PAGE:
Middle East

Haftar visits Russia to ask for help fighting Islamists

General Khalifa Haftar, commander in the Libyan National Army (LNA), leaves after a meeting with Russian Foreign Minister Sergei Lavrov in Moscow, Russia, November 29, 2016. REUTERS/Maxim Shemetov

MOSCOW: Libyan military commander Khalifa Haftar, the dominant figure in the divided country’s east, met Russian Foreign Minister Sergey Lavrov Tuesday. The commander said he was seeking Moscow’s help in his fight against Islamist militants at home.

Haftar, on his second visit to Moscow since the summer, requested military support from the Kremlin in September, according to Russian media. It was unclear Tuesday if such help would be forthcoming.

“Our relations are crucial, our goal today is to give life to these relations,” the TASS news agency quoted Haftar as saying at the start of talks with Lavrov. “We hope we will eliminate terrorism with your help in the nearest future.”

Libya splintered into rival political and armed groupings after the uprising that toppled Moammar Gadhafi in 2011 and remains deeply divided between factions based in the east and west that back rival governments and parliaments.

Haftar, who is aligned with the eastern Parliament and government, has been fighting a 2-year-old military campaign with his Libyan National Army against Islamists and other opponents in Benghazi and elsewhere in the east. Many suspect he seeks national power.

Donning a Russian fur hat as he entered the snow-lashed Foreign Ministry, Haftar told Lavrov he had met Russian Defense Minister Sergei Shoigu Monday to tell him about his military needs. Haftar has received public backing from Egypt and the United Arab Emirates, and France sent special forces to work alongside Haftar’s Libyan National Army earlier this year. Recent military advances by Haftar’s forces have boosted his popularity at home.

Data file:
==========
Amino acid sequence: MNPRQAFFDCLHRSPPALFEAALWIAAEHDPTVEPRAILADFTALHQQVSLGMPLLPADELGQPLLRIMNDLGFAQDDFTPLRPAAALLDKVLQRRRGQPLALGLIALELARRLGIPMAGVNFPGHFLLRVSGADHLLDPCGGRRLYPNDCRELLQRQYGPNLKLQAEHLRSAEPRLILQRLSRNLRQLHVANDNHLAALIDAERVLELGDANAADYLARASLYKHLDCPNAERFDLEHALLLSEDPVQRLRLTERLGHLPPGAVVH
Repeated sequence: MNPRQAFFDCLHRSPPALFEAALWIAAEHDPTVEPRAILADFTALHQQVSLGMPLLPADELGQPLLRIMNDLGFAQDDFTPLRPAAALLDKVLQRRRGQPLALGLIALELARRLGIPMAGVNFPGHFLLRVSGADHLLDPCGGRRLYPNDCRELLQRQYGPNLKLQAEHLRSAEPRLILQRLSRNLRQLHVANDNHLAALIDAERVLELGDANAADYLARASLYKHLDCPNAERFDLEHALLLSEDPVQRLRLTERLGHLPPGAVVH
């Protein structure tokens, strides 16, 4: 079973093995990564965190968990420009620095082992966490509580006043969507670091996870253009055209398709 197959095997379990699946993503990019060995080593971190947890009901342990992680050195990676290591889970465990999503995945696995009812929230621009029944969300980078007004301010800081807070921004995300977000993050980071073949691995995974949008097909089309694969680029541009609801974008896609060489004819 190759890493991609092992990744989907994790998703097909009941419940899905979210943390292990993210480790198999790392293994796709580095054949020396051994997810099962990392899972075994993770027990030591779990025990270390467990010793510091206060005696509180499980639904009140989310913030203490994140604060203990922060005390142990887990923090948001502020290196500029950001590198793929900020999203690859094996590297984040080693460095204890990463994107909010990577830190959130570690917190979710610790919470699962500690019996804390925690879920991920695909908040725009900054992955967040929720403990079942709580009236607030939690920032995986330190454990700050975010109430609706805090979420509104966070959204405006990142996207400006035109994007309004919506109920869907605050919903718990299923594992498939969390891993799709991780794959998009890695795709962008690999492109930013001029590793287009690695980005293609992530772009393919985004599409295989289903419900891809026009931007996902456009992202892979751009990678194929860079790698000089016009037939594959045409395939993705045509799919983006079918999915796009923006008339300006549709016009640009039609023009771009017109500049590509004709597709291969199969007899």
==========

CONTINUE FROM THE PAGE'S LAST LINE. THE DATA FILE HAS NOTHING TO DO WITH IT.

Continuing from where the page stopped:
A U.N. arms embargo in place since 2011 prohibits the transfer of weapons into Libya.

Only the country’s U.N.-backed government in Tripoli, which Haftar opposes, can bring in weapons and related materiel with the approval of a United Nations Security Council committee.

When asked, the Kremlin did not say whether it might offer Haftar any military support.

Instead, it described the talks with him as business as usual.

“Moscow is in touch with various Libyan representatives, and contacts with Haftar take place as part of this process,” Kremlin spokesman Dmitry Peskov told reporters Tuesday.

Haftar’s allies have previously cultivated ties with Russia, which printed banknotes for an eastern breakaway branch of Libya’s central bank.

“We spoke in general,” Haftar told reporters after the talks with Lavrov. “We explained our position with regards to arms supplies. As a great country, Russia respects the arms embargo until it indicates it is an unjust verdict.”

Russian President Vladimir Putin has blamed the West for pursuing policies that he said led to civil wars in Libya and Syria.

Russia launched a military operation to support Syrian President Bashar Assad last year.

 
A version of this article appeared in the print edition of The Daily Star on November 30, 2016, on page 9.

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